Considering that, at this moment, the tide of popular opinion -- perhaps even the tide of history -- appears to be shifting against Obama and his view of abortion, he may want to rethink that position.

(Image © Nancy Stone for the Chicago Tribune)

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I also read this apparently rousing speech. Lots of visual images calculated to please. And lots of key phrases calculted to rouse the many students who (most likely) voted for Pres. O.

The incredible discordance betweem the Notre Dame administration and many students-- versus many alumni, some students who seem to adhere more to their stated religious influenced values on human life is AMAZING!

WHY are many in the Notre Dame administration & apparently its profs so DIFFERENT in their views on human worth---than many alumni, others?

Maybe Notre Dame (like MANY colleges) has an administration, professor body that is NOT really accountable to defend what it teaches; believes; invites...to any others?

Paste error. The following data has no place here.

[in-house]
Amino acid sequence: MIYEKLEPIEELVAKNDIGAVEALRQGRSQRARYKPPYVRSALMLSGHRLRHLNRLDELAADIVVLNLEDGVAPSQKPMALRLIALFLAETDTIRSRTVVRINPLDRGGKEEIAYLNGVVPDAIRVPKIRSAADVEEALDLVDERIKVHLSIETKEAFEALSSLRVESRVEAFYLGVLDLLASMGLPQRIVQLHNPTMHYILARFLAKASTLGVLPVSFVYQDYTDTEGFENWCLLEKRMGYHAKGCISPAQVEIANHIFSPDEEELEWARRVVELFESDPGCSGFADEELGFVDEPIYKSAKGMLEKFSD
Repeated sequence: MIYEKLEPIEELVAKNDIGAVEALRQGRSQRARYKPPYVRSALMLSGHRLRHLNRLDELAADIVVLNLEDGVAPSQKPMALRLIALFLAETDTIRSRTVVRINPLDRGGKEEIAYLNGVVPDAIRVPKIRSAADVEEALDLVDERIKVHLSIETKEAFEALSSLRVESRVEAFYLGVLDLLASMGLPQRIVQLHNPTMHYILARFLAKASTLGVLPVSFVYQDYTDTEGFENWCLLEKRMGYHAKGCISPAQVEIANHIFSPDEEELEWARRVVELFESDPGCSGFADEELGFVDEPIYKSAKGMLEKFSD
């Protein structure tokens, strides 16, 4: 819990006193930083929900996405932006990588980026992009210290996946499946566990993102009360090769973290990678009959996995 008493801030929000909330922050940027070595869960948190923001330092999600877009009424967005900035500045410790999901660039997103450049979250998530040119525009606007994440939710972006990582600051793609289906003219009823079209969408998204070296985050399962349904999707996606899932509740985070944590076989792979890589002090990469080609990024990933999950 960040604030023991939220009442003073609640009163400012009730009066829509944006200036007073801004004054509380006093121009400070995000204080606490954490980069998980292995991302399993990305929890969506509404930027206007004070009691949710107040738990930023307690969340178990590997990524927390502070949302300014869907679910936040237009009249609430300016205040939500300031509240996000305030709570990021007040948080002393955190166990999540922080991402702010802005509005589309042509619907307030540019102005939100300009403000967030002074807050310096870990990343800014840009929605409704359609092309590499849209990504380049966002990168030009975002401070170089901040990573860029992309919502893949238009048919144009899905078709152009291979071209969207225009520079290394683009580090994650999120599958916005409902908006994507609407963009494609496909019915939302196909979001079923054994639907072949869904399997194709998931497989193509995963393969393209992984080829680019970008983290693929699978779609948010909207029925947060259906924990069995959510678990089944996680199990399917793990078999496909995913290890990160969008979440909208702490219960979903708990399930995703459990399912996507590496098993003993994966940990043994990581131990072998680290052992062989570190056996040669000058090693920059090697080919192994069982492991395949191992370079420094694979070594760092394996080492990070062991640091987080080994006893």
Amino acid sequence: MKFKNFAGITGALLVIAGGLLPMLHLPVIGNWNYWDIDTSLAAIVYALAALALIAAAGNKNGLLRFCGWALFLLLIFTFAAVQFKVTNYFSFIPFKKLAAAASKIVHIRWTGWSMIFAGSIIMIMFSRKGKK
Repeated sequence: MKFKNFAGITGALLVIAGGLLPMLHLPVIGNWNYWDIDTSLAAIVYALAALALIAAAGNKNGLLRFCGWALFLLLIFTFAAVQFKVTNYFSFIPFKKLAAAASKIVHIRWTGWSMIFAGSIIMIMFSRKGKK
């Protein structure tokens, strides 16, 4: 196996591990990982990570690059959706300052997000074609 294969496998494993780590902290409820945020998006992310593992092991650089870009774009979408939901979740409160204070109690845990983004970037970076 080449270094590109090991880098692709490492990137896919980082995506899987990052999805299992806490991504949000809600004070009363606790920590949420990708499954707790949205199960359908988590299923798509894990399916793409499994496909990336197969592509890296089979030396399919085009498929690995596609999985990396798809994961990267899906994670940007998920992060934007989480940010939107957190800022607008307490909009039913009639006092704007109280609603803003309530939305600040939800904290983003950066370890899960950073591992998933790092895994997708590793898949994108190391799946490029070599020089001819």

One would think Notre Dame was "Berkeley of the late 1960's" almost!

profs, administration should feel the pull of accountability from alumni...and parents of prospective students.

I.e. they should be able to defend their positions ---This could be, for instance, regularly scheduled debates, forums between profs, and distinguished alumni who might hold differing opinions.

Mike D'Virgilio

I'm wondering why abortion is a "heart-wrenching decision for any woman [that] is not made casually, [and] it has both moral and spiritual dimensions"? If whatever it is that is in a woman's womb is not life, then what's the problem? If it is just tissue to be discarded, what exactly would the "moral and spiritual dimensions" be?

Maybe because every woman who goes through the procedure, and everyone else for that matter, knows the fetus is indeed life. When Juno in the movie of the same name was about to make this "heart-wrenching" decision she was told by a young pro-lifer in front of an abortion clinic, "It has finger nails!"

More and more people know this, and the dissembling garbage that comes out of pro "choice" people like Obama will come to be seen for what it is. That of course would be lies, lies, lies.

Fra Giles